D D. Evans, Ronald G. Rehm, Elisa S. Baker, E G. McPherson, Jeffrey B. Wallace
Physics-based modeling of fires in the wildland urban interface (WUI) is used to develop practical tools for fire hazard evaluation of landscaped properties. The approach differs from that used for wildland-fire operation models in that individual fuel elements, such as trees, shrubs, and buildings are resolved, and the ignition and burning characteristics of these fuel elements are identified separately. The model is an extension of capabilities of the widely used NIST Fire Dynamics Simulator (FDS). Burns of single dry Douglas-fir trees were conducted to measure peak heat release rates, burn durations and visible flame heights. The rise and fall in the heat release rate curve for the Douglas-fir trees is represented well by a simple triangular shape. Insights from the FDS simulations of WUI fires are used to construct a user friendly fire model that can demonstrate major effects of ignition by radiant flux. This model is being implemented in EcoSmart, a web-based software tool. It provides a method to evaluate the vulnerability of structures to ignition by considering the effects of mitigation actions, such as relocating landscape plantings, and removing the lower branches of tall trees.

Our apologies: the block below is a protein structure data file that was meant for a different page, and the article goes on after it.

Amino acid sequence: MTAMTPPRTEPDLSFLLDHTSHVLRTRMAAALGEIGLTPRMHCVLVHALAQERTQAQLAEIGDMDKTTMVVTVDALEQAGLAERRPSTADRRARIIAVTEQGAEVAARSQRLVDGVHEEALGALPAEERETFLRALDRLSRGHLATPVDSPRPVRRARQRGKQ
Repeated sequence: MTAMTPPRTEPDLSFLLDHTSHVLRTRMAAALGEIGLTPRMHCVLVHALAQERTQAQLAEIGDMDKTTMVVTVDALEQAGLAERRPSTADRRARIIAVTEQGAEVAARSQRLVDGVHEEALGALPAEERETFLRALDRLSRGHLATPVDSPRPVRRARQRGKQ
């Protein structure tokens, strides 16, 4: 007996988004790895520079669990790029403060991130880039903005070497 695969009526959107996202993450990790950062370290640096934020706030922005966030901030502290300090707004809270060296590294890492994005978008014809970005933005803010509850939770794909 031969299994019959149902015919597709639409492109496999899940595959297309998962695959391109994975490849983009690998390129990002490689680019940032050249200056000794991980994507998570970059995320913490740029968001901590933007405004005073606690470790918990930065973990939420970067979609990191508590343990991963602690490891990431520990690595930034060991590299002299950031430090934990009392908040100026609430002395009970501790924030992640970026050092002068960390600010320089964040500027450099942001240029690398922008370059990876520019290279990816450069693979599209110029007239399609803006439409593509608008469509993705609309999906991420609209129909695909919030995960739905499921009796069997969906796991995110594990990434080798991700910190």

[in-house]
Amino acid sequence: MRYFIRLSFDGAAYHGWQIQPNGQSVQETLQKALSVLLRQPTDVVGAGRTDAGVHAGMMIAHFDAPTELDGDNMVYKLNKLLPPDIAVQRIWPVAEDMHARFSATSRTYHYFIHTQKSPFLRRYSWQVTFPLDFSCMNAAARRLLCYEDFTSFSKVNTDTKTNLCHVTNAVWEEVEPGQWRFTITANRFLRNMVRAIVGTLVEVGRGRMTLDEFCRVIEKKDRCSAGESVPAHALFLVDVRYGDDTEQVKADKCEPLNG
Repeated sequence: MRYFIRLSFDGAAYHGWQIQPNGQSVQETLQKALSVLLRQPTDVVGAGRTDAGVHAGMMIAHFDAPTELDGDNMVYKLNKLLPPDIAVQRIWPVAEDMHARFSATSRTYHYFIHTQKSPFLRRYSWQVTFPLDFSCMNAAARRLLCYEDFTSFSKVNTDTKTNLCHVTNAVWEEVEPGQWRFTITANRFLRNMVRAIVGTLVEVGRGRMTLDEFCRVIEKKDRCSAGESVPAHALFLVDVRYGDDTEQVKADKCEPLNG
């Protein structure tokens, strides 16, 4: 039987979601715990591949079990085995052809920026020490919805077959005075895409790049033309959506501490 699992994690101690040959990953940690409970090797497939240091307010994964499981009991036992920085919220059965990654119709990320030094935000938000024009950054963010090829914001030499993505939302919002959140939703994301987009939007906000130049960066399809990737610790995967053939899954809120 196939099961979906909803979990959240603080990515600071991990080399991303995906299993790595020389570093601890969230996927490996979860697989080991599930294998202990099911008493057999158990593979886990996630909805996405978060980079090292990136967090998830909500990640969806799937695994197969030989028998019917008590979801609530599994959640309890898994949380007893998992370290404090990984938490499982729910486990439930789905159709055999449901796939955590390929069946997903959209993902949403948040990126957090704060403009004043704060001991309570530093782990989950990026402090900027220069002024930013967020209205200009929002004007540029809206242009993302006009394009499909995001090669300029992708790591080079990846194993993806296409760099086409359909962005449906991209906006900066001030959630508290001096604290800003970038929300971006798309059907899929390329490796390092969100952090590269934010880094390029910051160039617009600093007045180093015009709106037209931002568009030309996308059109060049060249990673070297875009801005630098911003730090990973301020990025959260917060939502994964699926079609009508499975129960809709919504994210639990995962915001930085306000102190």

community fires, crown fires, Fire Dynamics Simulator, fire modeling, fire safety, flame heights, heat release rate, tree fires, wildland urban interface
, Rehm, R.
, Baker, E.
, McPherson, E.
and Wallace, J.
Physics-Based Modeling of Community Fires, Interflam, [online], https://tsapps.nist.gov/publication/get_pdf.cfm?pub_id=861298
(Accessed November 28, 2023)